Tuesday, 15 February 2011

The King's Speech

I’M SO PLEASED Colin Firth won the Leading Actor award at the Bafta ceremony the other night, and not because he’s British, though that might have something to do with it. But then, who would have expected such a small film with a limited cast and no really showy sets, nothing remotely resembling an action sequence, to attain such accolades? To collect 7 Bafta awards?

There is great acting from all the cast. Bertie’s final walk to the small radio-room to make his big speech to the world could have been done in such a matter-of-fact way, chin up, do-or-die-way, but it was easy to believe that Bertie, without saying a word, walked towards what was, for him, the gallows. My throat closed in sympathy and I’m sure I wasn’t the only one in the cinema.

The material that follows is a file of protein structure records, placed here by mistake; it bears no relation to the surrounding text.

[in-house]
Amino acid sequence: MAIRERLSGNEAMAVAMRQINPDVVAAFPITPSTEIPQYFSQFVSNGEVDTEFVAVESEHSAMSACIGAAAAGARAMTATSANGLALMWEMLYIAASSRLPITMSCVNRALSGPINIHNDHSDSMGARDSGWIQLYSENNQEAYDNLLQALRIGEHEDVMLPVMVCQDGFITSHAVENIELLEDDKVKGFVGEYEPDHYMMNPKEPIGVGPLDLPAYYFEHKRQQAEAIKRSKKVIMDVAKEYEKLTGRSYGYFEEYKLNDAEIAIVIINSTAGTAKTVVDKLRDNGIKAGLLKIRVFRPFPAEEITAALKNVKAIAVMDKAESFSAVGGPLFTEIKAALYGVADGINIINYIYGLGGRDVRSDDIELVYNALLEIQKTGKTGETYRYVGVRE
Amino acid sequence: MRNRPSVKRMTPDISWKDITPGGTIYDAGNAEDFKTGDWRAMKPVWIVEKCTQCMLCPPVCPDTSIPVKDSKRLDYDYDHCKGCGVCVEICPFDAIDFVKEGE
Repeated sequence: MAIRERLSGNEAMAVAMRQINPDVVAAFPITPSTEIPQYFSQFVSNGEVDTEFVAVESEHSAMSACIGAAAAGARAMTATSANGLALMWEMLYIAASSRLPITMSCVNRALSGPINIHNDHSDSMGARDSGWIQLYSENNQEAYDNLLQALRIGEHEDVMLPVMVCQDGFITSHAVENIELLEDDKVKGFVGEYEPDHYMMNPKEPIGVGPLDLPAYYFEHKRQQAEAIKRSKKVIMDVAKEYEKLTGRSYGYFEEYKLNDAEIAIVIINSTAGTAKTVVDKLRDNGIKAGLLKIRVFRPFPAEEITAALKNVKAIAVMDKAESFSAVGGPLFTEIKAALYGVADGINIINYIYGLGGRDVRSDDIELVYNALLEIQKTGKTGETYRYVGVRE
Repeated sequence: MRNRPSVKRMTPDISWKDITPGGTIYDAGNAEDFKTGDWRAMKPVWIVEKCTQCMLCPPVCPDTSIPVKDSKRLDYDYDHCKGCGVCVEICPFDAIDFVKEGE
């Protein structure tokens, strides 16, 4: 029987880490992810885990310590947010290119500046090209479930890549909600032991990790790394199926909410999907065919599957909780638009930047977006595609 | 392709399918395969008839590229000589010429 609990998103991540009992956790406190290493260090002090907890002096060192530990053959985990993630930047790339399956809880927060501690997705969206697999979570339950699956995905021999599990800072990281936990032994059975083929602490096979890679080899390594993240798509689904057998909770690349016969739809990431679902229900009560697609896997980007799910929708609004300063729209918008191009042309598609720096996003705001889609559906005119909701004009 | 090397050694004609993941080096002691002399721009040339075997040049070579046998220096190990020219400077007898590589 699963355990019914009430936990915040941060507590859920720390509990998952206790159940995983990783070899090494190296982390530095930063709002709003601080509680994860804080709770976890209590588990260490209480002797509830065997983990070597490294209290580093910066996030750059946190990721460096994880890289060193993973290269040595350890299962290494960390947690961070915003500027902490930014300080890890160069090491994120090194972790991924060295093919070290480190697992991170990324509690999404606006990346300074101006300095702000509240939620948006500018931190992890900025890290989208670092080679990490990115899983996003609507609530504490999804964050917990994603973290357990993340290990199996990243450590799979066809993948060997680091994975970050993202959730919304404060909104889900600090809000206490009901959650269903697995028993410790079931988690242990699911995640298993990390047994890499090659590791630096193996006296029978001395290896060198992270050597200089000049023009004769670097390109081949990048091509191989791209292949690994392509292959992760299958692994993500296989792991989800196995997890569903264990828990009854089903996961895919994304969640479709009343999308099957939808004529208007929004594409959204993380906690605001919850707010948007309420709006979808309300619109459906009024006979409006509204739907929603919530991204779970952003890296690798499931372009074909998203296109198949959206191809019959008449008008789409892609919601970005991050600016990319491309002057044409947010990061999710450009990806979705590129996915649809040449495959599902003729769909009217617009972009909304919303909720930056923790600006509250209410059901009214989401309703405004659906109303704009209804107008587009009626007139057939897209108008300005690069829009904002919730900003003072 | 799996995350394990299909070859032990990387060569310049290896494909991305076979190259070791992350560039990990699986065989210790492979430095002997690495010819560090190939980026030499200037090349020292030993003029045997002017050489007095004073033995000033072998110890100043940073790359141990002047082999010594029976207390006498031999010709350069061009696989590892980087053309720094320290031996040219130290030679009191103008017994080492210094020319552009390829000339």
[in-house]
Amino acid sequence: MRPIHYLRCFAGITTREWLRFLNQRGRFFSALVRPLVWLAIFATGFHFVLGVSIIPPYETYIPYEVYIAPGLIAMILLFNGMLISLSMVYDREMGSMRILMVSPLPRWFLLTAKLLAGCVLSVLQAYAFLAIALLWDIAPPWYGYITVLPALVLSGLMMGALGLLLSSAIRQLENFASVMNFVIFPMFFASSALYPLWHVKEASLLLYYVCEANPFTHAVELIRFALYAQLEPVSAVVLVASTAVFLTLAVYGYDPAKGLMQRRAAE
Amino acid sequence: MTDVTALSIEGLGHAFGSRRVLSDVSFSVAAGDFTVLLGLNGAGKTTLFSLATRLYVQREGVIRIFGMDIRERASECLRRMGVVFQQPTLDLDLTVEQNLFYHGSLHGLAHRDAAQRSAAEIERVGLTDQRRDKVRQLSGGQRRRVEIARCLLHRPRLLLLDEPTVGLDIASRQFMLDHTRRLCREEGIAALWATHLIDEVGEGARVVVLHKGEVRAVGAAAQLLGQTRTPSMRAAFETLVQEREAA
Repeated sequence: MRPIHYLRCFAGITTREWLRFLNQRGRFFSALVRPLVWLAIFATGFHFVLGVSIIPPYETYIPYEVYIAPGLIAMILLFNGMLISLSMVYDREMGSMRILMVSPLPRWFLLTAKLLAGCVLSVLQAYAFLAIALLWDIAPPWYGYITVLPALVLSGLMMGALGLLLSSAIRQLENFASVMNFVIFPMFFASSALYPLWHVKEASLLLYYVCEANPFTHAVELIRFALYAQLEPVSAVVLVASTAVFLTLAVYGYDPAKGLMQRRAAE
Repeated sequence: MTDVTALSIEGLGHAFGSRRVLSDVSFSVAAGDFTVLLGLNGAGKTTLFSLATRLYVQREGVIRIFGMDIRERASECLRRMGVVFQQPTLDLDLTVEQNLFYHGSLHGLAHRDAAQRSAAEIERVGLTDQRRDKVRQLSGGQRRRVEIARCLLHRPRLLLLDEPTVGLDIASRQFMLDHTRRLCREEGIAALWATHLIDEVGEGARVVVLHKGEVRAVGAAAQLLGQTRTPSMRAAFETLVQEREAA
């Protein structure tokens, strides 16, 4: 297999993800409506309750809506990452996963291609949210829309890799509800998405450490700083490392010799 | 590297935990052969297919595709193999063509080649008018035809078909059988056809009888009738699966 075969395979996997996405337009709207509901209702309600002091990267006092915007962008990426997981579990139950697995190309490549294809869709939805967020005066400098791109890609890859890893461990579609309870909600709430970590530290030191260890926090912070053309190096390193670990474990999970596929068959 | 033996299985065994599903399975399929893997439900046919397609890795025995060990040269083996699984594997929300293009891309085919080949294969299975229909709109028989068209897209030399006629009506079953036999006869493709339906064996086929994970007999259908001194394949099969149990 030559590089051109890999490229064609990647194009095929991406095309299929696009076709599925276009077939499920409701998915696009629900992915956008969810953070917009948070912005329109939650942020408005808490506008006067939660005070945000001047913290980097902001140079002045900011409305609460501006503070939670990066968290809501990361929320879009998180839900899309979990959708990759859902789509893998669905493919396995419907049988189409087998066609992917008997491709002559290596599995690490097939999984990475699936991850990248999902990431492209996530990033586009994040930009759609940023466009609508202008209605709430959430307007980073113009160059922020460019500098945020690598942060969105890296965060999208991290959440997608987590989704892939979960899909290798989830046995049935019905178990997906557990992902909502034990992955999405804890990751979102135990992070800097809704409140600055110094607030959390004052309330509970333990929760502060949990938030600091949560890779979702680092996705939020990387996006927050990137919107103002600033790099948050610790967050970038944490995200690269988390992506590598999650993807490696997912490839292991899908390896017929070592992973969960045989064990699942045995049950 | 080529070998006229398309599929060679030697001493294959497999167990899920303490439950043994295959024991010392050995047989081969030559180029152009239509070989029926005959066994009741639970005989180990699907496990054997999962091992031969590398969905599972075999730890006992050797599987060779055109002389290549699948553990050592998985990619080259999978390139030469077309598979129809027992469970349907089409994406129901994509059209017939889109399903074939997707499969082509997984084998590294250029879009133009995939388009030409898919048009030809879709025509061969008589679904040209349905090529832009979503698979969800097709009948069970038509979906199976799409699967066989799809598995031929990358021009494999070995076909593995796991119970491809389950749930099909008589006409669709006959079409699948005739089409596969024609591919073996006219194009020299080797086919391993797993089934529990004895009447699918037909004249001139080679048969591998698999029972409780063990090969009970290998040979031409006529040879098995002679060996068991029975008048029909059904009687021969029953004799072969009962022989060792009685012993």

In many ways the film could be considered a documentary. The story of a man who stammered, and how he learned to speak in the most public arena of his times – radio. The film is more than that; it also hints at family bullying, sibling rivalry and a brother who is at heart a weak man. It demonstrates an attitude that is fast disappearing in our modern world – staring down one’s misfortunes with a stiff upper lip. A curious phrase, first recorded in 1815, which makes me think it might, at that point, have had something to do with the misfortunes of war and Waterloo.
Surprising humour comes from both Bertie and his wife. There’s pathos from George IV, and examples about following protocols no matter what as his wife approaches her eldest son at her husband’s death bed. Protocol, etiquette and guilt at the inability to perform as expected are themes that stand out in the film. Attitudes that are thrown aside today for the far more popular thing of putting an individual first, regardless.
I expect that’s why it strikes a chord in the heart of anyone over fifty, who can remember how their parents struggled in a world so much harsher than today. It remains to be seen if those under fifty can identify with such principles, and if other countries will appreciate them.

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